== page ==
Third Sunday in Lent
Remember this? “Here is the church, here is the steeple. Open the doors and see all the people.” It’s cute and memorable, but it’s not very good theology. THIS (hands folded) is not the church. The church is not a place that contains people—the Church is US, the beloved people of God. And that is as true when we are at a ballgame or a concert or in our kitchens as when we are gathered in this lovely building with its stained glass windows and pipe organ. In the Bible the church is sometimes referred to as “the Body of Christ,” or as “a holy nation,” or “a royal priesthood”—and any number of other images, but it’s never a place. When people say they come to church to find God, or to spend time with God, they have too narrow a view of both God and Church.
This is not the only place for us to encounter God. If we expect to experience God’s presence mostly—or only–in this place, we severely limit how God is present in the world. That’s why I don’t fret about the fact that our pews are not filled to capacity. If Trinity Lutheran Church and other places like it were the only places where people could meet God, I would be gravely distressed. But that is not the case. God will not be held captive inside a stone building. God is here, to be sure—I see evidence of it every single day—but God is also out there—blessing and healing and saving and loving and redeeming the whole world. And what’s more, when we all leave this building, 1904 Winnebago St. is not the Church anymore. It’s just a building. Because the Church is out there—comforting and challenging folks at work, at school, at home, or at play.
All of which leads us to today’s Gospel lesson. The story of Jesus raising a ruckus in the temple is an important story—all four Gospel writers tell it, with a few different twists. Matthew, Mark, and Luke all put this event of Jesus overturning the money-changers tables at the start of the events of Holy Week. It’s a logical place for the story because it presents a catalyst for why Jesus is eventually arrested: disturbing the peace. But even though we are reading this story during Lent, we are reading it from John’s Gospel, and John situates this event right at the start of Jesus’ public ministry. After changing water to wine, this is one of the first things Jesus does in John. This different placement is deliberate to make a very specific point, unique to John’s Gospel.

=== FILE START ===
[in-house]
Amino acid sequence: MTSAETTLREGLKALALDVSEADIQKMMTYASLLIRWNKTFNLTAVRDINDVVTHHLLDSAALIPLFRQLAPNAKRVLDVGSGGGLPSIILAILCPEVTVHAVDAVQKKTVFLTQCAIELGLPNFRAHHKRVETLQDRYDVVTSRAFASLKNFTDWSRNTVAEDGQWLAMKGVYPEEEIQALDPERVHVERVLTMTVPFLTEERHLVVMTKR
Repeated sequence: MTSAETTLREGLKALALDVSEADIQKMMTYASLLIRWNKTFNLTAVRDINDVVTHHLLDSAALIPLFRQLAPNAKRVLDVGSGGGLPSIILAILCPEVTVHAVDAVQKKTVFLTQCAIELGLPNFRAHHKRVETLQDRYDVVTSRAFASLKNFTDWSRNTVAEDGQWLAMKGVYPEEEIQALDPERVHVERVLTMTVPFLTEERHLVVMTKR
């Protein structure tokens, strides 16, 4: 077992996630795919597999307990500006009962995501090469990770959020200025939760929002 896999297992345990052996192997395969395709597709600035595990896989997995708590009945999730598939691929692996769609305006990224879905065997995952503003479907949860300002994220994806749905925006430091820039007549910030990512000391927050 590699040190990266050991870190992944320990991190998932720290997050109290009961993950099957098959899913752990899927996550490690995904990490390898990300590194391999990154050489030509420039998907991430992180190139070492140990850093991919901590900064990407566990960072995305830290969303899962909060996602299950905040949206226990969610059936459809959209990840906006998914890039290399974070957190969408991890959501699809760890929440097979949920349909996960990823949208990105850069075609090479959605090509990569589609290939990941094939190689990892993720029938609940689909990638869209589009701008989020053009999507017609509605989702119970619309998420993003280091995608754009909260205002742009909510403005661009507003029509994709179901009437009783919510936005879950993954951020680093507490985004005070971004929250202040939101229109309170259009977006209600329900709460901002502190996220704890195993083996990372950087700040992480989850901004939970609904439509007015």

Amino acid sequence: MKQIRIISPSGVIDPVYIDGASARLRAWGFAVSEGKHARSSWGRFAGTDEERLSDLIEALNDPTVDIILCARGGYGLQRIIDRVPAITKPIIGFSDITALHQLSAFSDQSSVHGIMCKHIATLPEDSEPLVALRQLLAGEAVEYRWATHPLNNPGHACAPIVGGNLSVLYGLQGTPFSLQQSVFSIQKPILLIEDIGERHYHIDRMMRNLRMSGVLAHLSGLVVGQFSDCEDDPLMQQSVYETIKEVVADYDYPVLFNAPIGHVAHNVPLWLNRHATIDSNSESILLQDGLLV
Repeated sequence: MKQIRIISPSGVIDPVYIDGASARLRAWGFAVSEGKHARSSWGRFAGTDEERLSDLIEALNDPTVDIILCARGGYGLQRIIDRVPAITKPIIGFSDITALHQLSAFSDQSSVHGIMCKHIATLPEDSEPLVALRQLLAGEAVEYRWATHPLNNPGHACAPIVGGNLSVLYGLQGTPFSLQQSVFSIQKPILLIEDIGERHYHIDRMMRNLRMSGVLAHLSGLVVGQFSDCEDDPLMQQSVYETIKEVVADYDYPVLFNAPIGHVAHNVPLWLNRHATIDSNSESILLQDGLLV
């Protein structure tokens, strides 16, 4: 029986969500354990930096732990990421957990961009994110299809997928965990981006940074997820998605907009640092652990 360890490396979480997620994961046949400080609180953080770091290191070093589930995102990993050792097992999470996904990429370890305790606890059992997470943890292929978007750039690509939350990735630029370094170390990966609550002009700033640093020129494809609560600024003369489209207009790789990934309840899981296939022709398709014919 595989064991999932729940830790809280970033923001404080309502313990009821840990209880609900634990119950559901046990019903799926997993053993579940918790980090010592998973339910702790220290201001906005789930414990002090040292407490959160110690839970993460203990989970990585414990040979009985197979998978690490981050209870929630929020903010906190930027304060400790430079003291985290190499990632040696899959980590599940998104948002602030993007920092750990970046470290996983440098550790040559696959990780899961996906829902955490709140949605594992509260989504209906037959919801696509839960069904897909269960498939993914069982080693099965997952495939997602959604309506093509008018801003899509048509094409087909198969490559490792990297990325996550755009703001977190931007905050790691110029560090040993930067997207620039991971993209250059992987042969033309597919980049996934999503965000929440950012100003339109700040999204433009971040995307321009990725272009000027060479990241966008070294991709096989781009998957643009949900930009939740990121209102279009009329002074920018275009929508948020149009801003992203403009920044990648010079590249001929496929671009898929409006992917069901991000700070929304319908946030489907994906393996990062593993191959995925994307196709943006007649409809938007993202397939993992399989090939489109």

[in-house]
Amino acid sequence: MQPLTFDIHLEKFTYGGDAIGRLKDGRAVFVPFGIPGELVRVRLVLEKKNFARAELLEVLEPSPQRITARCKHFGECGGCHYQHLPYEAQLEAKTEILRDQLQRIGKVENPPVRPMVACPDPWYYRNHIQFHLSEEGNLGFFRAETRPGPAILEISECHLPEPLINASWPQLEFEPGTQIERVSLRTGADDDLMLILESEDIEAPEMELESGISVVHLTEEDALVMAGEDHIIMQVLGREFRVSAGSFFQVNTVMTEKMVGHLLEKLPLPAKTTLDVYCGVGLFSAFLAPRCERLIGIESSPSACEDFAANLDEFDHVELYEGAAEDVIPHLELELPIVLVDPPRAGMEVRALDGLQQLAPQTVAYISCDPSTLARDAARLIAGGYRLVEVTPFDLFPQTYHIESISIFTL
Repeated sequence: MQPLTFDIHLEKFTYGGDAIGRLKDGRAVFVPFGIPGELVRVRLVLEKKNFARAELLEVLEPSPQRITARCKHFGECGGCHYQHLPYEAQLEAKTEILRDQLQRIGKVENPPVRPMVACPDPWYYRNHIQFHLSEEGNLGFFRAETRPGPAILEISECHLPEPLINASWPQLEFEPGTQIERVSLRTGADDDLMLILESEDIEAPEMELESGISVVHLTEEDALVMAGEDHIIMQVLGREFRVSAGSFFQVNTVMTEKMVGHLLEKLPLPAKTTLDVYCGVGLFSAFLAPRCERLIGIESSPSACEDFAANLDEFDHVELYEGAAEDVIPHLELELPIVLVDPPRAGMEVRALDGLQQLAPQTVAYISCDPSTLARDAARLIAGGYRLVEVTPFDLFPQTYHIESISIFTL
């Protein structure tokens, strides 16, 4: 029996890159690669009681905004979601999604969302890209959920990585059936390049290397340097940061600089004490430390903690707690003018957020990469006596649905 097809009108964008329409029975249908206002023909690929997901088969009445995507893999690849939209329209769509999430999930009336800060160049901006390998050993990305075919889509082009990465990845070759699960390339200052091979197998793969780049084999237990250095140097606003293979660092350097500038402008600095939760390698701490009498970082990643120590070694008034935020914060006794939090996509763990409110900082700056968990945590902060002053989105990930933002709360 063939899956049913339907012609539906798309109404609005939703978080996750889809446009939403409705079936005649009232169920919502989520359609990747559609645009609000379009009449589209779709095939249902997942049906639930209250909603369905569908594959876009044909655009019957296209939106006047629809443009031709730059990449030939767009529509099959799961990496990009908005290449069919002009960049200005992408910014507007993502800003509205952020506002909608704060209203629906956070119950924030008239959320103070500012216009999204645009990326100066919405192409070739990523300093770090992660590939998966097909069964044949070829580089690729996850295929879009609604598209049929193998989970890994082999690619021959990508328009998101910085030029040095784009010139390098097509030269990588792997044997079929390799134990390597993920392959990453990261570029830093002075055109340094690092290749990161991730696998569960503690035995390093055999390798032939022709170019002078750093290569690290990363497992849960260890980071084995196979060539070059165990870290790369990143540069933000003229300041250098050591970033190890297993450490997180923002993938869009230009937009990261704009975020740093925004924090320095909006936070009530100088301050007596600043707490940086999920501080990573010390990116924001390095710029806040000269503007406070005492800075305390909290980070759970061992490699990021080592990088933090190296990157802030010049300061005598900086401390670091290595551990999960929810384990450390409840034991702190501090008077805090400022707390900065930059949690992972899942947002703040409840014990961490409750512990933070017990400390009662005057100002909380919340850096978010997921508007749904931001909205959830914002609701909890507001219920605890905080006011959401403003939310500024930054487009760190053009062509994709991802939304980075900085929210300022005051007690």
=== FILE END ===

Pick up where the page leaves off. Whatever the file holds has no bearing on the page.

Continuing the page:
Do you remember how John’s Gospel begins? “In the beginning was the Word, and the Word was with God, and the Word WAS God…And the Word became flesh and lived among us, full of grace and truth.” John begins the story of Jesus with the idea that the world no longer needs a place to find God, because God has come to live with us. That’s what John wants us to get out of this story about Jesus wreaking havoc in the Temple. Jesus is God in the flesh, living among us, making the need for a brick-and-mortar Temple obsolete. Later in John’s Gospel we’ll hear Jesus tell a Samaritan woman, “The hour is coming when you will worship the Father neither on this mountain, nor in Jerusalem.” Why not? Because God is present in that moment in the person of Jesus, and after his resurrection, God is present everywhere through the Holy Spirit.
Until Jesus arrived, the Temple was considered the central place for encounters with God to happen–though in the earliest Hebrew Scriptures we also see God meeting people in caves, on mountains, in the desert, or wherever they might be, including lion’s dens. But by the first century, it’s established that this magnificent Temple in Jerusalem is God’s permanent residence. That why the money-changers are there—so that faithful believers could exchange their dirty Roman coins (used to conduct ordinary business) for pure Temple money (used for holy business, like animal sacrifice).
Although the other three Gospel writers have Jesus scolding the money-changers for turning the Temple into a den of thieves, John’s version doesn’t indicate any such issue. Here Jesus simply complains that the Temple has become a marketplace–a place where connection with God is for sale: “If you pay us, we’ll give you access to the Holy One.” Jesus is angered here not by dishonest business but by any attempt to obstruct the connection between God and the people God loves.